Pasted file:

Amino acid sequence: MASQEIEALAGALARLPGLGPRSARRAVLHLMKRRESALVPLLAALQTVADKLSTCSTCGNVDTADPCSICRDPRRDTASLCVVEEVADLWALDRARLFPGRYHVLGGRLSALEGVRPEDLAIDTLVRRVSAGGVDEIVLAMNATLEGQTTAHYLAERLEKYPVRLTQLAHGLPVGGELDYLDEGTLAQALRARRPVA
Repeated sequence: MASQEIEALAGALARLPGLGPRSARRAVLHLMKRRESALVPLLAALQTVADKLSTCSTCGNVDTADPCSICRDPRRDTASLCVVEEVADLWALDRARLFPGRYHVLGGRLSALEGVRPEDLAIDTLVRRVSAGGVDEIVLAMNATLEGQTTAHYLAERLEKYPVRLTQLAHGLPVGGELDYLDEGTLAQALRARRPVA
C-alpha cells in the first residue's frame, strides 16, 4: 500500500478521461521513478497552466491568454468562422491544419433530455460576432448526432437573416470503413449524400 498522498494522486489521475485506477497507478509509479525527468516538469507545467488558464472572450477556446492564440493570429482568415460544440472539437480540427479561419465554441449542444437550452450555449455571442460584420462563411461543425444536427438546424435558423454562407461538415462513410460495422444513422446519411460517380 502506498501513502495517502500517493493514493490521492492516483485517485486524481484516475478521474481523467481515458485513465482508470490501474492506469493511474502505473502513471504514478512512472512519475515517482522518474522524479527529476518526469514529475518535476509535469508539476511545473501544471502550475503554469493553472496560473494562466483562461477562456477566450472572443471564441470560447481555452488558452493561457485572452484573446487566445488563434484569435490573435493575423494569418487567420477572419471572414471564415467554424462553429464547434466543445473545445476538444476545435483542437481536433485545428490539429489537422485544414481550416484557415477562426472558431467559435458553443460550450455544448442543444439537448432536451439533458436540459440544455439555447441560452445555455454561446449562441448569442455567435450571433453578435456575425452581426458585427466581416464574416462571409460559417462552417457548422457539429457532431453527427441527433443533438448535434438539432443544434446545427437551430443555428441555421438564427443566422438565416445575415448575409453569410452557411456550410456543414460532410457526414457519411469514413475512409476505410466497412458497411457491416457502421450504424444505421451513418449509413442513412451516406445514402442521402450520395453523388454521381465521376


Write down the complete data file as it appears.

Amino acid sequence: MASQEIEALAGALARLPGLGPRSARRAVLHLMKRRESALVPLLAALQTVADKLSTCSTCGNVDTADPCSICRDPRRDTASLCVVEEVADLWALDRARLFPGRYHVLGGRLSALEGVRPEDLAIDTLVRRVSAGGVDEIVLAMNATLEGQTTAHYLAERLEKYPVRLTQLAHGLPVGGELDYLDEGTLAQALRARRPVA
Repeated sequence: MASQEIEALAGALARLPGLGPRSARRAVLHLMKRRESALVPLLAALQTVADKLSTCSTCGNVDTADPCSICRDPRRDTASLCVVEEVADLWALDRARLFPGRYHVLGGRLSALEGVRPEDLAIDTLVRRVSAGGVDEIVLAMNATLEGQTTAHYLAERLEKYPVRLTQLAHGLPVGGELDYLDEGTLAQALRARRPVA
C-alpha cells in the first residue's frame, strides 16, 4: 500500500478521461521513478497552466491568454468562422491544419433530455460576432448526432437573416470503413449524400 498522498494522486489521475485506477497507478509509479525527468516538469507545467488558464472572450477556446492564440493570429482568415460544440472539437480540427479561419465554441449542444437550452450555449455571442460584420462563411461543425444536427438546424435558423454562407461538415462513410460495422444513422446519411460517380 502506498501513502495517502500517493493514493490521492492516483485517485486524481484516475478521474481523467481515458485513465482508470490501474492506469493511474502505473502513471504514478512512472512519475515517482522518474522524479527529476518526469514529475518535476509535469508539476511545473501544471502550475503554469493553472496560473494562466483562461477562456477566450472572443471564441470560447481555452488558452493561457485572452484573446487566445488563434484569435490573435493575423494569418487567420477572419471572414471564415467554424462553429464547434466543445473545445476538444476545435483542437481536433485545428490539429489537422485544414481550416484557415477562426472558431467559435458553443460550450455544448442543444439537448432536451439533458436540459440544455439555447441560452445555455454561446449562441448569442455567435450571433453578435456575425452581426458585427466581416464574416462571409460559417462552417457548422457539429457532431453527427441527433443533438448535434438539432443544434446545427437551430443555428441555421438564427443566422438565416445575415448575409453569410452557411456550410456543414460532410457526414457519411469514413475512409476505410466497412458497411457491416457502421450504424444505421451513418449509413442513412451516406445514402442521402450520395453523388454521381465521376